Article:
By Martyn Herman
LONDON, July 1 (Reuters) - Stan Wawrinka was barely mentioned in the Wimbledon build-up with all the focus on the men's 'big three' and the young guns hoping to shake things up but the Swiss means business.
Outside of eight-time champion Roger Federer, twice winner Rafael Nadal and defending champion Novak Djokovic, Wawrinka is the only other multiple Grand Slam champion in the draw.
Only one other player, Marin Cilic, has won a Grand Slam so with Wawrinka's obvious weapons - a beefy serve, sublime backhand and a big match mentality - the Swiss should at least be part of the conversation when it comes to discussing contenders to make a deep run this fortnight.
His record at the All England Club, where the title would complete his career Slam, suggests otherwise, although the 34-year old looked razor sharp as he belted 26 winners past Belgian qualifier Ruben Bemelmans in a 6-3 6-2 6-2 first round cruise.
Admittedly left-hander Bemelmans, ranked 171, was having a decidedly ordinary day with his forehand misfiring completely but it was a powerful statement by Wawrinka nonetheless.
"I think I did a great preparation. I'm happy the way I've been practising so far here, I've been playing. Really happy the way I've been feeling physically," he told reporters.
"Today was a great match, a great start. Three sets, so it's good to start like that."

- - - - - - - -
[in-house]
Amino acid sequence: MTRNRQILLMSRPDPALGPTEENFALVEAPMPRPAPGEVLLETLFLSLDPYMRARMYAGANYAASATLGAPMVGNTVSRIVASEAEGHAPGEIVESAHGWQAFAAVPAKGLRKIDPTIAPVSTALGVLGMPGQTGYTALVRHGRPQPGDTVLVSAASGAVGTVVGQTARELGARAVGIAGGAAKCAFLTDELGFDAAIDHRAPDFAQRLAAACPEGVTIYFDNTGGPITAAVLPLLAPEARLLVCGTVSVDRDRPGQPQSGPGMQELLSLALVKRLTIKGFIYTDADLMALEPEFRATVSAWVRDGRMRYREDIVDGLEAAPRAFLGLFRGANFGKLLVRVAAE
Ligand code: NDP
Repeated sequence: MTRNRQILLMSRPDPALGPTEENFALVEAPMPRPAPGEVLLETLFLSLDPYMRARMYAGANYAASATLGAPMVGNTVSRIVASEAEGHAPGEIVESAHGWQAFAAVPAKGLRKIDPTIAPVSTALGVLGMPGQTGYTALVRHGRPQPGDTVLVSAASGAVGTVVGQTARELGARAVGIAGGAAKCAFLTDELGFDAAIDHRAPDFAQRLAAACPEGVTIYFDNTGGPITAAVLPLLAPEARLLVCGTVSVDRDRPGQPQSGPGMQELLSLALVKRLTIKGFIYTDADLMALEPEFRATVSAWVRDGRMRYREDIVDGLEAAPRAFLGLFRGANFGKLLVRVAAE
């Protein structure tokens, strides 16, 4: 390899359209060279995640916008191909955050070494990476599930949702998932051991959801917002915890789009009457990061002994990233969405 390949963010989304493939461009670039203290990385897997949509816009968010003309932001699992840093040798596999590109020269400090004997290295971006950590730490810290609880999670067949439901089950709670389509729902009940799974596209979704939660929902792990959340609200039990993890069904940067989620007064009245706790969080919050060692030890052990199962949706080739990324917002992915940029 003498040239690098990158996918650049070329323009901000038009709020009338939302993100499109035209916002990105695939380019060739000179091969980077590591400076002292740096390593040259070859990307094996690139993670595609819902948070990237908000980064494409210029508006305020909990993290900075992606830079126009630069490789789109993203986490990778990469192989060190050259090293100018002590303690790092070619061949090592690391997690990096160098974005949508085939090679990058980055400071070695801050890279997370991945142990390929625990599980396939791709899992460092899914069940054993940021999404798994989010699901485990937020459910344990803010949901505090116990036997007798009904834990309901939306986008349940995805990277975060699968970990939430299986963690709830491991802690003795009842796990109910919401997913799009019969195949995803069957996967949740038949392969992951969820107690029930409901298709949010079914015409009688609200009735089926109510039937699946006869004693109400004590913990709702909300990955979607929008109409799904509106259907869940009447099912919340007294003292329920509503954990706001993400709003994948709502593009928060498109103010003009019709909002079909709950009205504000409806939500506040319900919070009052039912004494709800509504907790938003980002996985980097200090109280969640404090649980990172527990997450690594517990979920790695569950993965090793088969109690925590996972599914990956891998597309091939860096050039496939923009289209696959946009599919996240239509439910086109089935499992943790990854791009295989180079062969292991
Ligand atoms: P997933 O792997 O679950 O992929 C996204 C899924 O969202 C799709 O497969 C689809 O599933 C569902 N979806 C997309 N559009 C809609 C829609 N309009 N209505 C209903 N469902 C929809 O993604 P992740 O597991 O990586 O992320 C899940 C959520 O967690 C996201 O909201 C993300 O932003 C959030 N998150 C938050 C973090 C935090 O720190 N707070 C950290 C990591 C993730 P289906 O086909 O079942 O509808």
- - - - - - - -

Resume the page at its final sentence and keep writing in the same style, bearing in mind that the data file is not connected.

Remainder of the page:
A year ago Wawrinka arrived at Wimbledon ranked outside the top 200 having had knee surgery after the 2017 Championships.sonos sonos One (Gen 2) - Voice Controlled Smart Speaker with Amazon Alexa Built-in - Black read more
On that occasion he beat Grigor Dimitrov in the opening round but then lost to qualifier Tomas Fabbiano.
Surprisingly for a player of his class Wawrinka has only reached two quarter-finals at Wimbledon, in 2014 when he lost to Roger Federer and in 2015 when beaten by Richard Gasquet.
It is his worst Grand Slam, with his win over Bemelmans improving his career record here to 20-14, compared to 42-14 at Roland Garros, 40-12 at the U.S. Open and 38-13 in Australia.
Despite that record Wawrinka said he believes he can be a match for anyone on the surface.
"I've had some tough years here by losing first or second round. I had two good years by making quarter-finals, but I do believe that this year I'm playing well," he said.
Wawrinka, who has not gone past the second round at Wimbledon since 2015, faces a sterner challenge next when he takes on giant American Reilly Opelka.
"I'm playing the best I ever played on grass courts. For sure I have a tough next match. But I believe if I enter the court, I can beat anybody." (Reporting by Martyn Herman; Editing by Alison Williams and Ken Ferris)
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